Apple, Amazon and Google have done a great job educating users that voice is here! Voice recognition has been getting better over the years but, finally, over the last few years, is good enough to be viable in various environments. Baidu, Google and Microsoft have taken great strides towards making AI-based speech detection and language translation better than humans. The copious amounts of user data required to train the algorithms are available to these platforms and they are getting better every day.
Voice is here. It’s easier. It’s faster. It’s better. It’s more natural.
Voice is the next paradigm for search
Amazon packaged Echo to be useful enough to be both a novelty and to drive this new paradigm. Alexa failures, in fact, have become party tricks—providing a lot of humorous entertainment. Amazon continues to add features and marketing Alexa heavily – for instance, this funny Alexa commercial during the Superbowl.
Google and Siri continued to push this trend forward as well – so “smart speakers” are now a thing as are smart switches and smart lights. People continue to purchase these devices, but the novelty aspect has worn off and several things have become apparent:
- Smart speakers are not broadly useful—most users only use them for a few things—music, timers, alarms, and, in some cases, home automation scenarios.
- Voice-only situations are limiting in cases where a visual or hybrid mode is required – media, entertainment, shopping, etc.
- Engagement levels with third-party skills are very low (skills offer limited functionality and skills syntax is hard to remember). “I’m sorry, I don’t know that” and other Alexa failures are no longer entertaining, but rather frustrating. Even Amazon acknowledges this.
- Smart speakers are NOT ubiquitous—the speaker on my kitchen counter is not in my car nor in my office!
Apps – do we need to reinvent the wheel?
Amazon does not have a mobile presence like Google (Android) and Apple (iOS)—so, they ignored, and continue to ignore, the need to have mobile apps incorporated into voice environments. App developers need to do extra work to plug into voice platforms, i.e., reinvent their services. Skills do very little compared to mobile apps. Developers see low engagement from these new “smart-speaker” search entry points.
As voice platforms realized that users continue to use mobile apps when they are on-the-go, they started to include mobile apps. Apple, Google, and Samsung have acknowledged this need. Bixby 1.0 introduced 3rd party app support – but it was a poor experience and they have not been able to scale it. At Google IO in mid-2018, Google finally announced its foray into including apps with Slices and App Actions. Their results are similar to Apple’s slow progress on Siri, despite the announcement of Siri Shortcuts. However, the ongoing challenge is that developers still need to do the heavy lifting, causing the coverage of useful mobile app actions to be very low in these platforms.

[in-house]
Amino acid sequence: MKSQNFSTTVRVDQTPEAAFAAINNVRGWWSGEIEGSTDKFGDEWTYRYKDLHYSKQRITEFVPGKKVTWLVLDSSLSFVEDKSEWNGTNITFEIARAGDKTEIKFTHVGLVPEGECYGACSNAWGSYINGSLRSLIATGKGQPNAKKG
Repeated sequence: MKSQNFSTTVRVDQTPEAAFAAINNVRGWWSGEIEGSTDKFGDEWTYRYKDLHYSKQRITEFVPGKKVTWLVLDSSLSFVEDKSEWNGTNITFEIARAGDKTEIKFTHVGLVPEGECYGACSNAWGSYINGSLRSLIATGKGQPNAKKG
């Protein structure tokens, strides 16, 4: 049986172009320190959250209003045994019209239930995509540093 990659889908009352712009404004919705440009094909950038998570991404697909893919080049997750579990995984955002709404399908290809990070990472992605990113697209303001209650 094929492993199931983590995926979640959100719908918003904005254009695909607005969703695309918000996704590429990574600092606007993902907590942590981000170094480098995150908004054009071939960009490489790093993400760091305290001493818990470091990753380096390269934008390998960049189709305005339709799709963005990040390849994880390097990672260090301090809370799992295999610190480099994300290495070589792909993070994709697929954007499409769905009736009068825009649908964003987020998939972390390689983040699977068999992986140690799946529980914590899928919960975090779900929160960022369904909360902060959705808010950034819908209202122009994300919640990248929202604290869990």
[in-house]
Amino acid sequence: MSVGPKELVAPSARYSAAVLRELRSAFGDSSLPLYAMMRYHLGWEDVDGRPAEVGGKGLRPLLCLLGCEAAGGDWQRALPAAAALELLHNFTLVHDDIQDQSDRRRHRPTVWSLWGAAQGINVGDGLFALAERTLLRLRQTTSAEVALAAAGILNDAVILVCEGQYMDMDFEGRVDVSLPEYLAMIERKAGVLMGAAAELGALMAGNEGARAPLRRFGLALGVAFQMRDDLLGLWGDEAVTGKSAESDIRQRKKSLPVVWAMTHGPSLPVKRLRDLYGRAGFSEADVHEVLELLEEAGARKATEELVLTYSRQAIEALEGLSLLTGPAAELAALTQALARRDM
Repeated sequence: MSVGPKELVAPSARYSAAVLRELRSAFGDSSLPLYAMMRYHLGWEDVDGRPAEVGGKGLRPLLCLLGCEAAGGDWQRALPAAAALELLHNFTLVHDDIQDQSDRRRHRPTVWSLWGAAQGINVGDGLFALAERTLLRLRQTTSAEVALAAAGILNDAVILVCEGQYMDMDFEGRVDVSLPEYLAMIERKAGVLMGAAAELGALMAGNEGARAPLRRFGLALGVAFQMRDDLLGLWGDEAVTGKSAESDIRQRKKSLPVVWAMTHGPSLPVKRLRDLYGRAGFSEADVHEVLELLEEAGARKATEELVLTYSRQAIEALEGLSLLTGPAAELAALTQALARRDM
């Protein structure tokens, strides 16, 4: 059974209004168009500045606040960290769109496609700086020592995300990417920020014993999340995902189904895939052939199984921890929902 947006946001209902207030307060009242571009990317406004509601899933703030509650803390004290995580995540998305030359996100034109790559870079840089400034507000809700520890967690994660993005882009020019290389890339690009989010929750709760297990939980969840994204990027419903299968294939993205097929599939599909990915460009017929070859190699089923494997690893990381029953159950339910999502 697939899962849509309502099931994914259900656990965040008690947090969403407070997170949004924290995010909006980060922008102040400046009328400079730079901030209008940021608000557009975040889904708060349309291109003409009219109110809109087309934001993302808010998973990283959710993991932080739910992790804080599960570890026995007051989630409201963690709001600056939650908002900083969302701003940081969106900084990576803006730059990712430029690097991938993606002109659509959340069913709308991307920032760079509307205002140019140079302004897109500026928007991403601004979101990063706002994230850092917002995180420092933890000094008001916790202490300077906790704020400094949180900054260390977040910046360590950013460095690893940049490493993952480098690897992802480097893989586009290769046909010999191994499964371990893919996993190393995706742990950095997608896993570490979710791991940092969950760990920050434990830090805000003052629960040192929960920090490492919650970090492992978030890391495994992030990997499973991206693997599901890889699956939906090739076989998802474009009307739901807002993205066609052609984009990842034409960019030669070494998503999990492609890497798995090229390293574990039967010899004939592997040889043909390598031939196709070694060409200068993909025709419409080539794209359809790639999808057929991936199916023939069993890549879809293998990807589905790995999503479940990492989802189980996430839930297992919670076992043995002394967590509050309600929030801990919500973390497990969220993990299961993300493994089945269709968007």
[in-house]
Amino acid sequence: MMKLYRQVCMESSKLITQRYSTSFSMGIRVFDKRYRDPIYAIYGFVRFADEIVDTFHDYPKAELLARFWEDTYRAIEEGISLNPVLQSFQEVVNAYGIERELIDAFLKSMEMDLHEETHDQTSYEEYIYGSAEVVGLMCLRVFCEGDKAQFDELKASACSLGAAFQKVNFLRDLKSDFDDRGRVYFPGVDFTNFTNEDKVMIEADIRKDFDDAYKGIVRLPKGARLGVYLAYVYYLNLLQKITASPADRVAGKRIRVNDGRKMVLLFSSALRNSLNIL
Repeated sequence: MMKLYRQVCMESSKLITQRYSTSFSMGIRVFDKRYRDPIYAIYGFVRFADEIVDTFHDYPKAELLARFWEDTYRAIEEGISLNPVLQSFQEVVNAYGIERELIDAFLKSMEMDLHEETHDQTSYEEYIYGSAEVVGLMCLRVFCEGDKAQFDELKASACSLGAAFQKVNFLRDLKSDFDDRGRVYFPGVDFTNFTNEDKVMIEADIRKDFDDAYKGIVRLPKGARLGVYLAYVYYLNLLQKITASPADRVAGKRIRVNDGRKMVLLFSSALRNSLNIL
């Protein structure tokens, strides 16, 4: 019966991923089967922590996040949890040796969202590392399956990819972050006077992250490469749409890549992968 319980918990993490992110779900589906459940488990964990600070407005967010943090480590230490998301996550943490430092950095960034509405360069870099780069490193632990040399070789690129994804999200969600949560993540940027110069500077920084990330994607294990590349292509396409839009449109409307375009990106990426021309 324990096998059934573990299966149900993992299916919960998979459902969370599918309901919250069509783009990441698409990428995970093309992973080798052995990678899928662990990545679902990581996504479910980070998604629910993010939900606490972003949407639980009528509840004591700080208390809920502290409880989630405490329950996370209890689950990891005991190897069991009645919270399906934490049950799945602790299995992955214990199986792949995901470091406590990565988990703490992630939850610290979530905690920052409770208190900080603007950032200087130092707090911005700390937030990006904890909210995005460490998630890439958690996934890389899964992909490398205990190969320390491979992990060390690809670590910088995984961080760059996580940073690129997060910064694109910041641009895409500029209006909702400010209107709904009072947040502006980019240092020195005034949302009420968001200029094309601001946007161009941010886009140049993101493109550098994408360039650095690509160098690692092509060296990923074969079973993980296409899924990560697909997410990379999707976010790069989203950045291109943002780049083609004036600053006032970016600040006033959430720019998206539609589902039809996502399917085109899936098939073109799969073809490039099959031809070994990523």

When Amazon announced 100+ million Alexa devices before CES in 2019, Google responded by announcing 1+ Billion devices with Google Assistant (on Android phones) and Apple put up a huge billboard at CES talking up privacy – “what happens on your iPhone stays on your iPhone”!
Amazon still does not have a mobile footprint and has not embraced the need for mobile apps to become first-class citizens in the voice world.
Millions of users are already using these powerful mobile apps on their phones on a daily basis. We don’t see this changing dramatically in the near future. The only way for voice assistants to be ubiquitous is to embrace the simplicity and trust that users have in their mobile apps. In fact, the IDC Consumer IoT Survey presented at CES 2019 shows that voice usage is almost twice as much on mobile devices (~70%) than on smart speakers (~36%).
There’s no need to reinvent the wheel. We should incorporate user needs into these systems in a practical, simple way. We need apps to be included broadly in these solutions.
As users, we don’t need to spend a lot of money on devices that do less than what we already have in our pockets and handbags—our smartphones—that are more powerful, more capable than ever before and provide visual data as well as voice.
Apps may change, smartphone form factors may change to blend into wearables, but the concept of ubiquitous connectivity to the online digital universe is here to stay. This is the most compelling voice entry point for users.
Simplicity, user choice, privacy and trust
Most people already have their banking, communications, social networking, navigation, travel and payment apps in their smartphones. They already know how to use them (simple). They already know which ones to use for what purpose—Slack for work, WhatsApp for friends, Messenger for family (user choice). They’ve already registered and set them up and they provide control over what information goes where—for instance, their portfolio may be in their banking app, their contacts are on the phone. They know which app sees what data (privacy). They also trust apps to protect them and their data.
Imagine a voice assistant platform that just allows users to use the apps they already use—on-the-go – anytime, anywhere—with simple voice commands, without having to register these service relationships again, and without waiting for the developers to have to reinvent the wheel to plug into the platform.
We must embrace mobile app actions as first-class citizens. We should be able to do things in our mobile apps with simple voice commands. We must provide user choice and personalize user experience without registration and without compromising privacy and trust.
Anywhere, everywhere, on-the-go. On the smartphone in your pocket or your handbag. Ubiquitous and free.